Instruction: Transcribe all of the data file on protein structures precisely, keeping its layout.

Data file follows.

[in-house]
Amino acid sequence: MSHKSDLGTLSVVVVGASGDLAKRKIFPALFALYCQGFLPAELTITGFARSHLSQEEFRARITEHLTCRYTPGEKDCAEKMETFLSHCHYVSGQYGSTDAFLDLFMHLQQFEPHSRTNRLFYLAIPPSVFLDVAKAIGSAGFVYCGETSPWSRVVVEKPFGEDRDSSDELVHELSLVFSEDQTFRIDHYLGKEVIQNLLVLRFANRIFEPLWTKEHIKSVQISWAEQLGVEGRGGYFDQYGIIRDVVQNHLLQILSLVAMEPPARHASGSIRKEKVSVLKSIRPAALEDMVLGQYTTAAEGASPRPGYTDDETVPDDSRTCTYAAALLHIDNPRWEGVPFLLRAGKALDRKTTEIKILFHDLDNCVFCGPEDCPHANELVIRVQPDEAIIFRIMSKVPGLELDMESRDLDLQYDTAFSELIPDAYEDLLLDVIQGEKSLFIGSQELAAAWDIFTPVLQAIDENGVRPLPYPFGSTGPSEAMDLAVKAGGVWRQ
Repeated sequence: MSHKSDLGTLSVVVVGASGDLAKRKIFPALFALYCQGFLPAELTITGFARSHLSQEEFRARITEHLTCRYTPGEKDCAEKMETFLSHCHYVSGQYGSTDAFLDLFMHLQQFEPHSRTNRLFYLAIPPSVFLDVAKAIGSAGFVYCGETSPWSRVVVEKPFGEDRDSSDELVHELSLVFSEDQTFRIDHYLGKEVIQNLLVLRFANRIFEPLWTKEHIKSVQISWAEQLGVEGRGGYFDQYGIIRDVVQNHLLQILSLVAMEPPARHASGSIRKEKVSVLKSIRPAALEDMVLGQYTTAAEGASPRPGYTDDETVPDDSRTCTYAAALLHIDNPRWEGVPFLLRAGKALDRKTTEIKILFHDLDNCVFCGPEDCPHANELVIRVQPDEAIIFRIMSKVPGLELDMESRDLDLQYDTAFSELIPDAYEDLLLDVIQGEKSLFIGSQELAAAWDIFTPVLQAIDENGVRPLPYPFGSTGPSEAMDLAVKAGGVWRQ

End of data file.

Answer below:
[in-house]
Amino acid sequence: MSHKSDLGTLSVVVVGASGDLAKRKIFPALFALYCQGFLPAELTITGFARSHLSQEEFRARITEHLTCRYTPGEKDCAEKMETFLSHCHYVSGQYGSTDAFLDLFMHLQQFEPHSRTNRLFYLAIPPSVFLDVAKAIGSAGFVYCGETSPWSRVVVEKPFGEDRDSSDELVHELSLVFSEDQTFRIDHYLGKEVIQNLLVLRFANRIFEPLWTKEHIKSVQISWAEQLGVEGRGGYFDQYGIIRDVVQNHLLQILSLVAMEPPARHASGSIRKEKVSVLKSIRPAALEDMVLGQYTTAAEGASPRPGYTDDETVPDDSRTCTYAAALLHIDNPRWEGVPFLLRAGKALDRKTTEIKILFHDLDNCVFCGPEDCPHANELVIRVQPDEAIIFRIMSKVPGLELDMESRDLDLQYDTAFSELIPDAYEDLLLDVIQGEKSLFIGSQELAAAWDIFTPVLQAIDENGVRPLPYPFGSTGPSEAMDLAVKAGGVWRQ
Repeated sequence: MSHKSDLGTLSVVVVGASGDLAKRKIFPALFALYCQGFLPAELTITGFARSHLSQEEFRARITEHLTCRYTPGEKDCAEKMETFLSHCHYVSGQYGSTDAFLDLFMHLQQFEPHSRTNRLFYLAIPPSVFLDVAKAIGSAGFVYCGETSPWSRVVVEKPFGEDRDSSDELVHELSLVFSEDQTFRIDHYLGKEVIQNLLVLRFANRIFEPLWTKEHIKSVQISWAEQLGVEGRGGYFDQYGIIRDVVQNHLLQILSLVAMEPPARHASGSIRKEKVSVLKSIRPAALEDMVLGQYTTAAEGASPRPGYTDDETVPDDSRTCTYAAALLHIDNPRWEGVPFLLRAGKALDRKTTEIKILFHDLDNCVFCGPEDCPHANELVIRVQPDEAIIFRIMSKVPGLELDMESRDLDLQYDTAFSELIPDAYEDLLLDVIQGEKSLFIGSQELAAAWDIFTPVLQAIDENGVRPLPYPFGSTGPSEAMDLAVKAGGVWRQ